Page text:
WHAT ANNOYS – DELIGHTS – AND IS OFTEN UNEXPLAINED.
What is ANNOYING me this week?
What is DELIGHTING me this week?
IN THE COURT OF THE CRIMSON KING – KING CRIMSON
SOME OF MY DOINGS:
A review of Being Human at the Belgrade Theatre Coventry.
Most Playwrights write in the knowledge that they are hopefully going to hand over their work to a director and a group of actors who will bring the realisation of the piece to new audiences.
Poets on the other hand tend toward delivering their pieces in performance and readings themselves, so the production of Being Human that debuted at the Belgrade Theatre in Coventry on the 22nd July was a brilliantly conceived natural progression taking poetry in to theatre with a ground breaking approach to making poetry accessible to wider audiences.
Being Human used poems from the third of the Staying Alive Poetry Anthology Trilogy edited by Neil Astley and published by Bloodaxe books. Bloodaxe headed by Simon Thirsk and Neil, set out to bring poetry to new readers, taking the very best defining poems from around the world often from poets whose work was little known outside of their own circles and languages.
Theatre is always a risk, a theatre production that is delivered solely through contemporary poetry makes that risk even greater so Jonathan Davidson’s vision to produce this show was not one for the faint hearted.
This needed a considered approach and a clear view from the whole of the team as to how it should be brought to fruition.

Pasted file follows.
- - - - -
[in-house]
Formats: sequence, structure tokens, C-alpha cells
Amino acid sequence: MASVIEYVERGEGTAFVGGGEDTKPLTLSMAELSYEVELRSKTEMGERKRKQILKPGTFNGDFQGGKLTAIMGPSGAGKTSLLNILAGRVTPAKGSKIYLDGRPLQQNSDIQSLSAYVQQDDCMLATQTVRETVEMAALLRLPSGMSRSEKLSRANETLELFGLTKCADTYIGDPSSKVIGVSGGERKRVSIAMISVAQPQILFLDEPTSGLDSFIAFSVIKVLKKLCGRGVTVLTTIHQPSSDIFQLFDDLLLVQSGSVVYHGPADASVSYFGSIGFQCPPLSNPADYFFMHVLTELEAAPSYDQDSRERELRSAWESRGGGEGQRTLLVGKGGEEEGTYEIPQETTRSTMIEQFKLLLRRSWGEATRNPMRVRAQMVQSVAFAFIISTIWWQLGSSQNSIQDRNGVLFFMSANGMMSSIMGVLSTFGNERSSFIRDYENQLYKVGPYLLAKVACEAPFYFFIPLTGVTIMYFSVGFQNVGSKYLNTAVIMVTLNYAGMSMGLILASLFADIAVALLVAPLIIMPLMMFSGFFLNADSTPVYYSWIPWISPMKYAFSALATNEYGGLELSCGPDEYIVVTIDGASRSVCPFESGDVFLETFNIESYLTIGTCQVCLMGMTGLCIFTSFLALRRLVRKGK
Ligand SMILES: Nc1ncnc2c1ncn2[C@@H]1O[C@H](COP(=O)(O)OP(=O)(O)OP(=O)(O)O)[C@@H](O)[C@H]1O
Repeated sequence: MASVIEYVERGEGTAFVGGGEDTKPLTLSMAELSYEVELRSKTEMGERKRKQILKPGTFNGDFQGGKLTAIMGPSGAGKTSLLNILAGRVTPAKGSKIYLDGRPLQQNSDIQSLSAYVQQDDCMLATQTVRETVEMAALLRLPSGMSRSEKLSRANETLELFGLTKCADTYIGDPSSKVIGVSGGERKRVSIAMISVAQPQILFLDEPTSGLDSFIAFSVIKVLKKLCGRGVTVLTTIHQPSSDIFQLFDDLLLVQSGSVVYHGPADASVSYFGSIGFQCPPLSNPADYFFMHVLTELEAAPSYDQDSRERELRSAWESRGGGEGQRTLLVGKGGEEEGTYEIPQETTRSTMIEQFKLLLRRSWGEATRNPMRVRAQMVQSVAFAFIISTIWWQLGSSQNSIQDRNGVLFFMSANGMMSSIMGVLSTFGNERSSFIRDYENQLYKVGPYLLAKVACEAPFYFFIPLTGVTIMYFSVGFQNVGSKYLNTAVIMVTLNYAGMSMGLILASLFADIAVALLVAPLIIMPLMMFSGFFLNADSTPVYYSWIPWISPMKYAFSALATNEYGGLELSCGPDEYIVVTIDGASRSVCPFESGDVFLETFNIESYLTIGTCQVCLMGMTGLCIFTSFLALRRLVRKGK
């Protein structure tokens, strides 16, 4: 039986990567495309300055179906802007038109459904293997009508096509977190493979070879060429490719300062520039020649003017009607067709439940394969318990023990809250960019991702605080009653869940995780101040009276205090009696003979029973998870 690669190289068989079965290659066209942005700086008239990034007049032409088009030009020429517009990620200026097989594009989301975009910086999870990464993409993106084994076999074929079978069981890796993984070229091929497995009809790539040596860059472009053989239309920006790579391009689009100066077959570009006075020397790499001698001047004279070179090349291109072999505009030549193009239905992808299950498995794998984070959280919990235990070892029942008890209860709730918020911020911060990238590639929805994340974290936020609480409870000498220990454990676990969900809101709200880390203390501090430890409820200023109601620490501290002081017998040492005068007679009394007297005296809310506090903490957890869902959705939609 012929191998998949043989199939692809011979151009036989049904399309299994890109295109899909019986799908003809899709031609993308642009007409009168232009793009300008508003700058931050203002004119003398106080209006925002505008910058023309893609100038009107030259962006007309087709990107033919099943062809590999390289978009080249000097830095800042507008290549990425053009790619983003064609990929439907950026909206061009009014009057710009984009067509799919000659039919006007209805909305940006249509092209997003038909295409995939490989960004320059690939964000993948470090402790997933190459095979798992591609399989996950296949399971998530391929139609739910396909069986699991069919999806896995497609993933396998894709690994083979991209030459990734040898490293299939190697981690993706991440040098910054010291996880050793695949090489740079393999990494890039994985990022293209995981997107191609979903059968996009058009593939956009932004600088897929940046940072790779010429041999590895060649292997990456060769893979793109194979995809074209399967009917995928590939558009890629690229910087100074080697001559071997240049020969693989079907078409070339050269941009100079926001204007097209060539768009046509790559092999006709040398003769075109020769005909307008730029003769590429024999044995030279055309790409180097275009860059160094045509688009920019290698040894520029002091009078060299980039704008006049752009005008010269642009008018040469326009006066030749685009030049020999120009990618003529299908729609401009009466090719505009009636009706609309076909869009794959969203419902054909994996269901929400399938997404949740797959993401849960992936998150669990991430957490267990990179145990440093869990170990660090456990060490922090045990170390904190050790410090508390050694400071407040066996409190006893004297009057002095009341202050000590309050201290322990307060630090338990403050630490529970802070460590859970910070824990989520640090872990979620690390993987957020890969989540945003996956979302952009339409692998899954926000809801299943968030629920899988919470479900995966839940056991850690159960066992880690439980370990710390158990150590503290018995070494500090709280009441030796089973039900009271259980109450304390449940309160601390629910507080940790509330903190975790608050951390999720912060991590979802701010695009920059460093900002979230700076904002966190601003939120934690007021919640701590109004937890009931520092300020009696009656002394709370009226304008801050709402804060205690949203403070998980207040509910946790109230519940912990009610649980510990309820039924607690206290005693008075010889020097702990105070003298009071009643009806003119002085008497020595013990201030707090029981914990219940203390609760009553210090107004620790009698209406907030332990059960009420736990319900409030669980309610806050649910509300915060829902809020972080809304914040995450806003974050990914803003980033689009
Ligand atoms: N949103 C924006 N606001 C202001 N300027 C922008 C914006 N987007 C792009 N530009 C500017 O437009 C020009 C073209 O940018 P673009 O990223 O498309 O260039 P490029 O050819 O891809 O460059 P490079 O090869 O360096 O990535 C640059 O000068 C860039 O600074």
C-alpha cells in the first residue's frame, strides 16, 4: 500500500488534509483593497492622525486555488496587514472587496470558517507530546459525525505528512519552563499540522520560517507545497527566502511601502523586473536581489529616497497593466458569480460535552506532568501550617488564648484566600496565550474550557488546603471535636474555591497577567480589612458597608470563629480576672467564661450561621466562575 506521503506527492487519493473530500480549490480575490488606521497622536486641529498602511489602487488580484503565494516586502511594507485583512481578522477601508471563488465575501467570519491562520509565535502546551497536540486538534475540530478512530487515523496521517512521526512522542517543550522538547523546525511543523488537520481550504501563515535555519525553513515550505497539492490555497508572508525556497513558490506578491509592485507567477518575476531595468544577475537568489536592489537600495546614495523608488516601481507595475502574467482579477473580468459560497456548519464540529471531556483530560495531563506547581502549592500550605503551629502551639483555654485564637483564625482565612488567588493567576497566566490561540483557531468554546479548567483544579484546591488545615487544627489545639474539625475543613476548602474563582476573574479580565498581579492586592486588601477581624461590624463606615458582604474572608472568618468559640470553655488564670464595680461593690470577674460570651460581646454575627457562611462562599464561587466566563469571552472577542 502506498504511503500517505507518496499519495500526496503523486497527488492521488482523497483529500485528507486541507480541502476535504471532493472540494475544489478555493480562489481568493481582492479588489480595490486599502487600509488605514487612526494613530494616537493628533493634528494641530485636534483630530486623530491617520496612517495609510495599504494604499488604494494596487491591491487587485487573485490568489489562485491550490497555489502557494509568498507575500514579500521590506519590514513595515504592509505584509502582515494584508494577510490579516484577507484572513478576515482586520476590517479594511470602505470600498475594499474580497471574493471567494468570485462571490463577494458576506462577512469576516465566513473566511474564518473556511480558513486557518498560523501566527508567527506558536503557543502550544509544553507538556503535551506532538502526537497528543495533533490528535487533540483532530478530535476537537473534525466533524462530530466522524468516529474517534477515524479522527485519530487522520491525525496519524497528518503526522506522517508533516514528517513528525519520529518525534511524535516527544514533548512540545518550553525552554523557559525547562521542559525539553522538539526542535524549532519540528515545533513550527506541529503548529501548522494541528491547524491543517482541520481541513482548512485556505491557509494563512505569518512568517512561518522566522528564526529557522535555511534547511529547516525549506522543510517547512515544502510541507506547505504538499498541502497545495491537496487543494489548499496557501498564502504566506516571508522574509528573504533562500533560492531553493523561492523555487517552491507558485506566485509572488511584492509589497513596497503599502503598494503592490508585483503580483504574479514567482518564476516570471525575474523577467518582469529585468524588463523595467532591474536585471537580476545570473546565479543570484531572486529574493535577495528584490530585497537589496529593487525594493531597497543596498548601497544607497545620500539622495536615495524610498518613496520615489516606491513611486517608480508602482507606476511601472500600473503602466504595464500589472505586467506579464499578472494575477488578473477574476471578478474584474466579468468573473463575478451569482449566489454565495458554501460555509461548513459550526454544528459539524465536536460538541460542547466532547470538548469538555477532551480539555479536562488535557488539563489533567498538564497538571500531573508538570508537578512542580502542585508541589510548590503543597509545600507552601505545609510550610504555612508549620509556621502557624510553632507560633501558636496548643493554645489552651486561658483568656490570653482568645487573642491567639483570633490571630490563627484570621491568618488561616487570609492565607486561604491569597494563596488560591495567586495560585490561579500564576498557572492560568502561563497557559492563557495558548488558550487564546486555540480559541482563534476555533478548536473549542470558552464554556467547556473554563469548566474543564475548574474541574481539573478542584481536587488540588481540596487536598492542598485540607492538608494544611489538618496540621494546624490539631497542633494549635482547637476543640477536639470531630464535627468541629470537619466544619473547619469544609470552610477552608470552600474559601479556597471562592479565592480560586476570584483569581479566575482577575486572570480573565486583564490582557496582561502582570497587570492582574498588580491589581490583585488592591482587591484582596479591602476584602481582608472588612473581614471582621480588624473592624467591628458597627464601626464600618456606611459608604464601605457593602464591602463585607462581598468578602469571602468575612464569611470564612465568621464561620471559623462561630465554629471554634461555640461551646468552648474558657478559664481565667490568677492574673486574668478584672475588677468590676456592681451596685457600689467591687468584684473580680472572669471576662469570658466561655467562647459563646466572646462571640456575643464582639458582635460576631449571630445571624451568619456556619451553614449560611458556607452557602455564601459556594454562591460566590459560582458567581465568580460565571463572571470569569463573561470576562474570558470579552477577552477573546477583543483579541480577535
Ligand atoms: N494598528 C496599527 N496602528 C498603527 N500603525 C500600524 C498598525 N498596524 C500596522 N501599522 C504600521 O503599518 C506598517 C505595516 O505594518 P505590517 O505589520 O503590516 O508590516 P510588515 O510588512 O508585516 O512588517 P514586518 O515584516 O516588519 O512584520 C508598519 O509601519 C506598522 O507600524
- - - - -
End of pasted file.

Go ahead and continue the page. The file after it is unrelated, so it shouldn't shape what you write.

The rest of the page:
Under the directorship of Steve Byrne from Interplay Theatre the poems selected created a narrative of stories told around a table, by characters gathered to share bread, cheese, wine and pomegranates with their experiences as fathers, mothers and tortured souls.
The interplay between the actors Benedict Hastings, Elinor Middleton and Barrett Robertson created a thought provoking mood through the delivery of the poems, where the potency of the words were left to stand on their own with out the drawn out preamble that poets often feel is necessary to justify their poems when reading them at open mics.
This was a breath of fresh air as you were taken along with the characters who emerged from the first lines of the poem then developed into a glorious sound and visual sculptures of the human condition.
To add to this were the subtle projections on the table cloth and the use of light or lack of it to create atmospheres, sometimes unnerving such as when pitch darkness was punctuated with sounds of a stick being run across railings or gunshots from Vietnam.
Barrett’s delight as a Father seeing the ultra-scan picture of his unborn child, standing on stool, drawing himself tall as if he were on a mountain top proclaiming to the world his joy.
Elinor morphing from an angel to a Muslim woman as the table cloth floated on some unfelt breeze and wrapped itself around her as the words spilt from her expressive tongue.
Benedict as a man loading the table with everything that was him, his possessions, his fears and anxieties, a piece that was to be a central core, as it was reprieved by Barrett at the start of the second half and then by all three actors at the end as echoes of each other, not quite in time, different lives all loaded on to their own tables.
This production was not merely the reading of poetry, but the consideration of meaning, drawing out the values that Neil Astley had seen in the poems when he first selected them for inclusion in the anthology.
Poetry as I have never seen it delivered before, poetry receiving its due respect with its ability to soothe, delight, attack and permeate our senses to leave a splendid sense of fulfilment in a greater understanding as a result of experiencing it.
You left with a feeling of being affected, somewhere and some how you had been drawn in from being a bystander, a mere audience member, to being an active stakeholder in the events.